Kelleyanne Bujold from Bellingham, MA took a great photo of Thelma & Louise enjoying a mud bath!
Along with many of our other animals, our American Alligator has thoroughly been enjoying the summer heat. Alligators are cold-blooded animals and do not require frequent feedings. In fact, alligators can survive for over a year without eating! Excess calories then get stored in fat deposits at the base of the alligator’s tail which help the alligator sustain for extended periods of time. During the hot summer months our alligator generally eats once a week and will access those stored calories in cold weather to get through the winter.
Many of our animals have enjoyed this hot stretch of weather and haven’t let the heat get them down. Animals including the Elk, Tigers, Flamingos, Brazilian Tapirs and Rhinos can all be found soaking up the sun and staying cool by the pool. Some of the animals spend these lazy summer days lounging in the sun whereas other animals, such as the alligator, become much more active in the warm weather! Just like humans, our animals have found ways to enjoy all the fun summertime can bring!
Flamingos in their pool!
We are proud to announce the arrival of eight baby pot-bellied pigs! They are now 10 days old and adjusting very well to their home here at Southwick’s Zoo! The litter has seven males and only only one female, who can be identified by the spots on her back. The mother is very protective of her babies as she is always close by making sure they are not getting into too much trouble!
The Hyenas are settling in nicely. They were a little skittish with all the people at first, but now they have been more active and comfortable with the public. Some have asked if the deer were a tease since they can see the deer in the deer forest. The hyenas are scavengers by nature and have not reacted to the deer at all! The females are larger and more aggressive than the males. They are the “brains” when it comes to security and scavenging. Also, the Reptiles are loving this hot weather!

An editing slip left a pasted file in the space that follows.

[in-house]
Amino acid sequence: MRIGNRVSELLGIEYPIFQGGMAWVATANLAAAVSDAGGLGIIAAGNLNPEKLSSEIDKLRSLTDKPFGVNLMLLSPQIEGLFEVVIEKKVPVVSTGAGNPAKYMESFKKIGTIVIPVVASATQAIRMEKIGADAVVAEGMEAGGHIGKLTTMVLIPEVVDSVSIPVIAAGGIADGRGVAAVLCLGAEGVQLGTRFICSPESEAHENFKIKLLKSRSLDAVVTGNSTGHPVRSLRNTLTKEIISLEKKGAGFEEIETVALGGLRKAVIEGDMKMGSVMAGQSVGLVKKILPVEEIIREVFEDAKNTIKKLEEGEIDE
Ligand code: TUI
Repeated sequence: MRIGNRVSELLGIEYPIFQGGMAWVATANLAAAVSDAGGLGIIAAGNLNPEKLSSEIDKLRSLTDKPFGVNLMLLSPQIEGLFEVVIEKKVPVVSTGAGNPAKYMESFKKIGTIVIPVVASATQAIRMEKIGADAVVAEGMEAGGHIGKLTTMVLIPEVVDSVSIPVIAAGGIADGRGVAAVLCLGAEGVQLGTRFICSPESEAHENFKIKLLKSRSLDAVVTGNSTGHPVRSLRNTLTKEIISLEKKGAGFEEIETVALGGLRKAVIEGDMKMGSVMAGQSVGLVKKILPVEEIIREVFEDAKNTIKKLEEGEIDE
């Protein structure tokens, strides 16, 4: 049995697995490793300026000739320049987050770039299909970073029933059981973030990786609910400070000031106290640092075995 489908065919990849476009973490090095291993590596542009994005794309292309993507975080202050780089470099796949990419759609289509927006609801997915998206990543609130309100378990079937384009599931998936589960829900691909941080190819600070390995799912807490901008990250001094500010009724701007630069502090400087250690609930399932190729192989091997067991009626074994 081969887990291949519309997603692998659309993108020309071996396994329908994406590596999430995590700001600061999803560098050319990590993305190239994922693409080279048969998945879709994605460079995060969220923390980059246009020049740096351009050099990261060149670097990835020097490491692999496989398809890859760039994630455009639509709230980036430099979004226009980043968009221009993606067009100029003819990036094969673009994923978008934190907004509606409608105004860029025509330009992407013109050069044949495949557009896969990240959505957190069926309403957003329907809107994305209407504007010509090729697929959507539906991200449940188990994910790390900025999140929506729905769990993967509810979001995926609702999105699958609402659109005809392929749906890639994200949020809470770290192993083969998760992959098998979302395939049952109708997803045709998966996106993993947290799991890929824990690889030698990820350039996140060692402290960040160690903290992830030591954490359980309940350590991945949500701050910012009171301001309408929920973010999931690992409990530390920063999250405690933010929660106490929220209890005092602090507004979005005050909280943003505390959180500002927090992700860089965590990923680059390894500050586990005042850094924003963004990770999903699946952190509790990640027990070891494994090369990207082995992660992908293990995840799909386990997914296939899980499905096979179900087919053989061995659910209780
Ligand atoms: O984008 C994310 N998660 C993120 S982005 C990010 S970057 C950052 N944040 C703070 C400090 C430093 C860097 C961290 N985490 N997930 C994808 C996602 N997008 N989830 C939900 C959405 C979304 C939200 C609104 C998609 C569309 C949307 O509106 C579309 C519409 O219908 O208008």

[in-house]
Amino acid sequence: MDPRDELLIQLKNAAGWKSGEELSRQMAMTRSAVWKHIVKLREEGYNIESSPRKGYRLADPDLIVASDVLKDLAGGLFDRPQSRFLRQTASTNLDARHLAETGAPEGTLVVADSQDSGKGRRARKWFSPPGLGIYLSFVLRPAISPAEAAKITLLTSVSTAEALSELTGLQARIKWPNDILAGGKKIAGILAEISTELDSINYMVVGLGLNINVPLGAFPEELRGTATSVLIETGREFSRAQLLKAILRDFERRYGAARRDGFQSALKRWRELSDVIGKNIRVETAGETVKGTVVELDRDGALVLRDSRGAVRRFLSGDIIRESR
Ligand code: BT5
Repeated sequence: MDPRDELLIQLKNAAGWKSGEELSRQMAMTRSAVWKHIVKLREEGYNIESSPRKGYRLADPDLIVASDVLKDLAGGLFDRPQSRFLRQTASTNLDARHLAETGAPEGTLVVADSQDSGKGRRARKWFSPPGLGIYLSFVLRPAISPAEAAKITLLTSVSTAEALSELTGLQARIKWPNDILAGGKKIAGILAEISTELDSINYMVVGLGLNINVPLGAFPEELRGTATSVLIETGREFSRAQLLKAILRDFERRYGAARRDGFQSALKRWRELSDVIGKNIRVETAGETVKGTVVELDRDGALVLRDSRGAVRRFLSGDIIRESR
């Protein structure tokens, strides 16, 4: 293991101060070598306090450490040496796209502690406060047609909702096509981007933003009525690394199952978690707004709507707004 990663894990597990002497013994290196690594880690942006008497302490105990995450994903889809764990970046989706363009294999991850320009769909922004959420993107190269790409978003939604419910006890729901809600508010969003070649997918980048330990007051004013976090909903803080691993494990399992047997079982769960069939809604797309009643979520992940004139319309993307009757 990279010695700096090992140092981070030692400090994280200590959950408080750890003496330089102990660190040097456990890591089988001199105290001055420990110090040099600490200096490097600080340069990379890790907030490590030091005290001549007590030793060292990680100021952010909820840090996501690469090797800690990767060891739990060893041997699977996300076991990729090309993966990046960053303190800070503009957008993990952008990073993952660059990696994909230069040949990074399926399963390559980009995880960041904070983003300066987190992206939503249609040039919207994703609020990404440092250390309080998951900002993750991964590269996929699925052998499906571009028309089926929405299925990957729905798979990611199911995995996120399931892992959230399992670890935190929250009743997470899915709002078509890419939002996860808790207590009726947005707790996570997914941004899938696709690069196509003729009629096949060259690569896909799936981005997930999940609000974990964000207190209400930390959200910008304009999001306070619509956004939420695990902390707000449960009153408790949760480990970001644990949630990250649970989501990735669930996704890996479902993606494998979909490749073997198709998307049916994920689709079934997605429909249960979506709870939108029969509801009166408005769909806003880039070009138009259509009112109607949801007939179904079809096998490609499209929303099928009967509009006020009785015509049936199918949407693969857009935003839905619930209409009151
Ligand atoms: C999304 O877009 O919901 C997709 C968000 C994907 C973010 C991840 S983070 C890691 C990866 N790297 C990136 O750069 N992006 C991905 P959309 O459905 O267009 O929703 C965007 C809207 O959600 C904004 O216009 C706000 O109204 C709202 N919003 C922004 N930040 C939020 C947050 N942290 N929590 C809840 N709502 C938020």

Had a blast at the zoo today! The new mining exhibit is great and your prospector was amazing. What a friendly man; my 2 year old twins loved his singing and dancing June 2012
Quite the stand-off between this capybara and peacock this morning! They stood there just staring at each other non-stop for a good 5 minutes.
We are very excited as Spring wraps up and Summer is just around the corner. The capybara, the largest rodent in the world, are fan favorites here at the zoo! They are supposed to be moving in with the the Brazilian Tapirs this summer….however, we are still not sure if we will be moving them. This is the first time other than the African Plains that we will be attempting to put two different species together in a habitat. We are a little hesitant as we don’t know how the Tapirs will react to the Capys! We’ll keep you updated! Thanks to everyone for their donations. We are still looking for towels and blankets (used is fine)!